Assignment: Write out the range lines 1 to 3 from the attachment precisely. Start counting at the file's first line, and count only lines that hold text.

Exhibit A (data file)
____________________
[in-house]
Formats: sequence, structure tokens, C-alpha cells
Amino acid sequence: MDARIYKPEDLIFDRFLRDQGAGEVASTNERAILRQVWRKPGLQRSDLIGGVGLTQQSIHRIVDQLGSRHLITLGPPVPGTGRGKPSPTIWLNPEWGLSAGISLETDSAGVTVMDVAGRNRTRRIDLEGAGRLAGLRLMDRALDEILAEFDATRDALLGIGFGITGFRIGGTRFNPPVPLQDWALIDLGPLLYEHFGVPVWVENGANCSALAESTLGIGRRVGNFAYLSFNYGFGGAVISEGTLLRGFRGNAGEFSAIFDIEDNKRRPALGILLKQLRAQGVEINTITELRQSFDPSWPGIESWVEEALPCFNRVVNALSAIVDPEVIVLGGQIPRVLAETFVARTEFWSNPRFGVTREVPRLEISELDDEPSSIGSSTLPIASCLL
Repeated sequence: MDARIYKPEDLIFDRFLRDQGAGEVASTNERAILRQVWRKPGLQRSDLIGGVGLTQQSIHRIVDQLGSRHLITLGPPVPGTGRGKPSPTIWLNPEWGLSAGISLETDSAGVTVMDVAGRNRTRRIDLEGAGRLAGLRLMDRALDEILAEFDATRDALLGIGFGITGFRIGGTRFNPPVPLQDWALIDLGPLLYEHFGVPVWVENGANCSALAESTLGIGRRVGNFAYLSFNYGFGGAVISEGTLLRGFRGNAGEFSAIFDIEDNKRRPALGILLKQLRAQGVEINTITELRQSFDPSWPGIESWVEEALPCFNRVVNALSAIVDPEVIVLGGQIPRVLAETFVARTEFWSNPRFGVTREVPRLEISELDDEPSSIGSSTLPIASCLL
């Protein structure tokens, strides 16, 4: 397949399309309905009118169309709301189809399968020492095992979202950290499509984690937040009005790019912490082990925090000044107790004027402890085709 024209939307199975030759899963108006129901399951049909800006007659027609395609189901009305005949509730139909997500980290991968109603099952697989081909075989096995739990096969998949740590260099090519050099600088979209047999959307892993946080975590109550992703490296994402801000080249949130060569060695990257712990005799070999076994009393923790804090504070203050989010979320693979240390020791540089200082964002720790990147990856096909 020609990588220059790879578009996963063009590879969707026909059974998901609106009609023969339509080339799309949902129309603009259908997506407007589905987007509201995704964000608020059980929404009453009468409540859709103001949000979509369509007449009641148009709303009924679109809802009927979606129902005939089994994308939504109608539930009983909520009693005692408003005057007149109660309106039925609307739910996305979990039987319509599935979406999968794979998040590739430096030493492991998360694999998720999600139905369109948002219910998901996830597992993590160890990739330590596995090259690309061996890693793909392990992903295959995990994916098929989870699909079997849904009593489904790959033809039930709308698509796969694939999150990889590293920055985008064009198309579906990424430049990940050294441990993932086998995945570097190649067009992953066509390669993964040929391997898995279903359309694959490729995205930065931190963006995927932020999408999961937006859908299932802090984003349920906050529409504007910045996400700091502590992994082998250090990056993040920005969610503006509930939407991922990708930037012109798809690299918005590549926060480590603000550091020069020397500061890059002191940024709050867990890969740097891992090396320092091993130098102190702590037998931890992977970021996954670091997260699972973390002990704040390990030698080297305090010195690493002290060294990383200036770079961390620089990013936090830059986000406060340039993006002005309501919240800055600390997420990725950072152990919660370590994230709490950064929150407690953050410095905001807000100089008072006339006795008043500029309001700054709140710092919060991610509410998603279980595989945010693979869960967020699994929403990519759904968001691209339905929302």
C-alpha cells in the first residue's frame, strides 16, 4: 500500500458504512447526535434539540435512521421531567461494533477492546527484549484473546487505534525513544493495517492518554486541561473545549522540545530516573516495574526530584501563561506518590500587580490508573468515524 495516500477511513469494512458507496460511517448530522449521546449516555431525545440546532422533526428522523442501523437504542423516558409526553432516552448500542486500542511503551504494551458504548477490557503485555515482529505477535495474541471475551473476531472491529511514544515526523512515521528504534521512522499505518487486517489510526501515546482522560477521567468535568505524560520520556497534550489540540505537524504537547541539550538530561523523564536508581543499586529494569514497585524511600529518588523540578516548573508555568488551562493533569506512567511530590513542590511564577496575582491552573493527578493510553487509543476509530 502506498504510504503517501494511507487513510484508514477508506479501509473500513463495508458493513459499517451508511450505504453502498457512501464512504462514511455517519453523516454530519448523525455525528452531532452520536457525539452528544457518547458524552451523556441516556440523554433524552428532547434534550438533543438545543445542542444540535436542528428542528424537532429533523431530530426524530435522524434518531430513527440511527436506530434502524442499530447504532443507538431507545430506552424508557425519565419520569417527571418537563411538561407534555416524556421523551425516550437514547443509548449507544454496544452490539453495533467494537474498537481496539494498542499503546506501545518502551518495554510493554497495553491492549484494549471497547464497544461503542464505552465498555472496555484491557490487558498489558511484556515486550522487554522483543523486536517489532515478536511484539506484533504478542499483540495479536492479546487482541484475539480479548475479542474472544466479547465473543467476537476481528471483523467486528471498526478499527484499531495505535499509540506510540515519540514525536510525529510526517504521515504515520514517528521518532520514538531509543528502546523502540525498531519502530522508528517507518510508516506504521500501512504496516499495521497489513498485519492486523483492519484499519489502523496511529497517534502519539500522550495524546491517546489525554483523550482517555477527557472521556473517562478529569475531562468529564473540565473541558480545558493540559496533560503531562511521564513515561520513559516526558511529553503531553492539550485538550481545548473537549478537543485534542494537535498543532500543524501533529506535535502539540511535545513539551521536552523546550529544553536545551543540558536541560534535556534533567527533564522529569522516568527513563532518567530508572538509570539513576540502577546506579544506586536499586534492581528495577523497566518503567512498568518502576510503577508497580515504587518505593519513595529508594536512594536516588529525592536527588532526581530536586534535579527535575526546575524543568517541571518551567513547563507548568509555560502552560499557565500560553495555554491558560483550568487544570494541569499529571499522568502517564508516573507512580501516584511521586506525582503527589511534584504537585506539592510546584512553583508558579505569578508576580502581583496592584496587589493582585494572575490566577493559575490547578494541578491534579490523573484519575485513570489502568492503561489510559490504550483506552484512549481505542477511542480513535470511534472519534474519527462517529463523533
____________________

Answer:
[in-house]
Formats: sequence, structure tokens, C-alpha cells
Amino acid sequence: MDARIYKPEDLIFDRFLRDQGAGEVASTNERAILRQVWRKPGLQRSDLIGGVGLTQQSIHRIVDQLGSRHLITLGPPVPGTGRGKPSPTIWLNPEWGLSAGISLETDSAGVTVMDVAGRNRTRRIDLEGAGRLAGLRLMDRALDEILAEFDATRDALLGIGFGITGFRIGGTRFNPPVPLQDWALIDLGPLLYEHFGVPVWVENGANCSALAESTLGIGRRVGNFAYLSFNYGFGGAVISEGTLLRGFRGNAGEFSAIFDIEDNKRRPALGILLKQLRAQGVEINTITELRQSFDPSWPGIESWVEEALPCFNRVVNALSAIVDPEVIVLGGQIPRVLAETFVARTEFWSNPRFGVTREVPRLEISELDDEPSSIGSSTLPIASCLL